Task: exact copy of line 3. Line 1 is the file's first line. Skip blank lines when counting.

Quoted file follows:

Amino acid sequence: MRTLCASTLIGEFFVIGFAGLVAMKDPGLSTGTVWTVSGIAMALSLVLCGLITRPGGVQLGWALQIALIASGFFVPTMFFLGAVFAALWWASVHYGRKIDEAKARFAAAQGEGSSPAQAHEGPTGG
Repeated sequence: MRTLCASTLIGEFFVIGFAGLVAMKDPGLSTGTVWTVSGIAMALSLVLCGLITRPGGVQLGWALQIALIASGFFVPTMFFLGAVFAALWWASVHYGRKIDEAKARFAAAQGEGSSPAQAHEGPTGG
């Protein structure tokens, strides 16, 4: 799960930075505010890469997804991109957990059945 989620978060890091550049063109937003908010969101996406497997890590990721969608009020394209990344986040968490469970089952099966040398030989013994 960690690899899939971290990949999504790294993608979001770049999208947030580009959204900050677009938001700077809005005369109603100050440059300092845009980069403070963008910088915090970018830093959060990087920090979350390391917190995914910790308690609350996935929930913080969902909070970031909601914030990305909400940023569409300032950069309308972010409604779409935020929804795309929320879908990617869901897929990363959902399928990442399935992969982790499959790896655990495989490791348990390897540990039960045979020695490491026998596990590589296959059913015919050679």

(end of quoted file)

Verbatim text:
């Protein structure tokens, strides 16, 4: 799960930075505010890469997804991109957990059945 989620978060890091550049063109937003908010969101996406497997890590990721969608009020394209990344986040968490469970089952099966040398030989013994 960690690899899939971290990949999504790294993608979001770049999208947030580009959204900050677009938001700077809005005369109603100050440059300092845009980069403070963008910088915090970018830093959060990087920090979350390391917190995914910790308690609350996935929930913080969902909070970031909601914030990305909400940023569409300032950069309308972010409604779409935020929804795309929320879908990617869901897929990363959902399928990442399935992969982790499959790896655990495989490791348990390897540990039960045979020695490491026998596990590589296959059913015919050679």